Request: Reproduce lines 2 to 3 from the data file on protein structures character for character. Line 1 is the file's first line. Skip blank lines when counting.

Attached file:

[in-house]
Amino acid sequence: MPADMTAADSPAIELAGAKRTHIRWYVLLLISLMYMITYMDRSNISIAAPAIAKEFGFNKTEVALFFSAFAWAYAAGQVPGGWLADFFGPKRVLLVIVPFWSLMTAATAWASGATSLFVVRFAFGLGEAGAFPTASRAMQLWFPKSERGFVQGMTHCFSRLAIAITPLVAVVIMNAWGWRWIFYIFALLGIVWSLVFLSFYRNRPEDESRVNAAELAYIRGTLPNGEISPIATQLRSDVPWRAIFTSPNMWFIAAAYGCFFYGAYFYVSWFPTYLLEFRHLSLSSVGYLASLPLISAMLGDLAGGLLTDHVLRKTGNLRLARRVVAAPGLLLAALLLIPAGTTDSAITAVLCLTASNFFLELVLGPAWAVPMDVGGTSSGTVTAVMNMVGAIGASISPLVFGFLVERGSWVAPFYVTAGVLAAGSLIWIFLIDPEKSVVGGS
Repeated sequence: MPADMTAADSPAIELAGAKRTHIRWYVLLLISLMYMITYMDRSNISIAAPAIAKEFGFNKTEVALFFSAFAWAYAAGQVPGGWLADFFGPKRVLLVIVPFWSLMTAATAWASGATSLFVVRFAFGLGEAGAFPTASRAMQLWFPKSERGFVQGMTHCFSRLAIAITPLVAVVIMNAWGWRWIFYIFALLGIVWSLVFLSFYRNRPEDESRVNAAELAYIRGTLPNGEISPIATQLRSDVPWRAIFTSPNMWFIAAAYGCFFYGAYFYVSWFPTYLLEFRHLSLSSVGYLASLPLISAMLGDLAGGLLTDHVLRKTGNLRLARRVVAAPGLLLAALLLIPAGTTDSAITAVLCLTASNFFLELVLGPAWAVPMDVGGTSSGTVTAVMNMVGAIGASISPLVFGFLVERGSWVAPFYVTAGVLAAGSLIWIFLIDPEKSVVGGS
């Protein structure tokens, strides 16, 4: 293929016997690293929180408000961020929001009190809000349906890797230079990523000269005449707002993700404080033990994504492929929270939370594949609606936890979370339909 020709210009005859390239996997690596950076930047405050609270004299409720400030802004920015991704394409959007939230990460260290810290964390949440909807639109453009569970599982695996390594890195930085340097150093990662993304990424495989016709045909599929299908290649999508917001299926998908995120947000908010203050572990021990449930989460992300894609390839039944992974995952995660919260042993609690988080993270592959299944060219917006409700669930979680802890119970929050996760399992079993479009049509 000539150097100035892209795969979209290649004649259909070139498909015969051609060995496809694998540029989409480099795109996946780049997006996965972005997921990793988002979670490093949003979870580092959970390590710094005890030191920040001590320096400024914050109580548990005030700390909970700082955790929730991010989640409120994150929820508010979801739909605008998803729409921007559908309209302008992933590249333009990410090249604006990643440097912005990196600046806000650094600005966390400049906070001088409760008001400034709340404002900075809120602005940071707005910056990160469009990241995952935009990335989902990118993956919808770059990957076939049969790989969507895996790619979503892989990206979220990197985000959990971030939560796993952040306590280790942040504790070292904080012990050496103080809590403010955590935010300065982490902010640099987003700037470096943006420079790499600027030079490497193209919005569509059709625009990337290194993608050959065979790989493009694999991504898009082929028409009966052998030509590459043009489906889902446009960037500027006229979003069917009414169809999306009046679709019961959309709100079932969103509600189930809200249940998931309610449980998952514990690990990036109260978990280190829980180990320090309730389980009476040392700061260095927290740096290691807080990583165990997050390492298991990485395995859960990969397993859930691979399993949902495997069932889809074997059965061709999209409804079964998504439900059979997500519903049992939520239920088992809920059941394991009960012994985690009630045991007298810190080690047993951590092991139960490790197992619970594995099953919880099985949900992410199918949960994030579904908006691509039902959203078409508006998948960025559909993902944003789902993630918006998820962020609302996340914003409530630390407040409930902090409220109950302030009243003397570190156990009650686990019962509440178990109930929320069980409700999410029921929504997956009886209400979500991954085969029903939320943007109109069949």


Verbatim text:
Amino acid sequence: MPADMTAADSPAIELAGAKRTHIRWYVLLLISLMYMITYMDRSNISIAAPAIAKEFGFNKTEVALFFSAFAWAYAAGQVPGGWLADFFGPKRVLLVIVPFWSLMTAATAWASGATSLFVVRFAFGLGEAGAFPTASRAMQLWFPKSERGFVQGMTHCFSRLAIAITPLVAVVIMNAWGWRWIFYIFALLGIVWSLVFLSFYRNRPEDESRVNAAELAYIRGTLPNGEISPIATQLRSDVPWRAIFTSPNMWFIAAAYGCFFYGAYFYVSWFPTYLLEFRHLSLSSVGYLASLPLISAMLGDLAGGLLTDHVLRKTGNLRLARRVVAAPGLLLAALLLIPAGTTDSAITAVLCLTASNFFLELVLGPAWAVPMDVGGTSSGTVTAVMNMVGAIGASISPLVFGFLVERGSWVAPFYVTAGVLAAGSLIWIFLIDPEKSVVGGS
Repeated sequence: MPADMTAADSPAIELAGAKRTHIRWYVLLLISLMYMITYMDRSNISIAAPAIAKEFGFNKTEVALFFSAFAWAYAAGQVPGGWLADFFGPKRVLLVIVPFWSLMTAATAWASGATSLFVVRFAFGLGEAGAFPTASRAMQLWFPKSERGFVQGMTHCFSRLAIAITPLVAVVIMNAWGWRWIFYIFALLGIVWSLVFLSFYRNRPEDESRVNAAELAYIRGTLPNGEISPIATQLRSDVPWRAIFTSPNMWFIAAAYGCFFYGAYFYVSWFPTYLLEFRHLSLSSVGYLASLPLISAMLGDLAGGLLTDHVLRKTGNLRLARRVVAAPGLLLAALLLIPAGTTDSAITAVLCLTASNFFLELVLGPAWAVPMDVGGTSSGTVTAVMNMVGAIGASISPLVFGFLVERGSWVAPFYVTAGVLAAGSLIWIFLIDPEKSVVGGS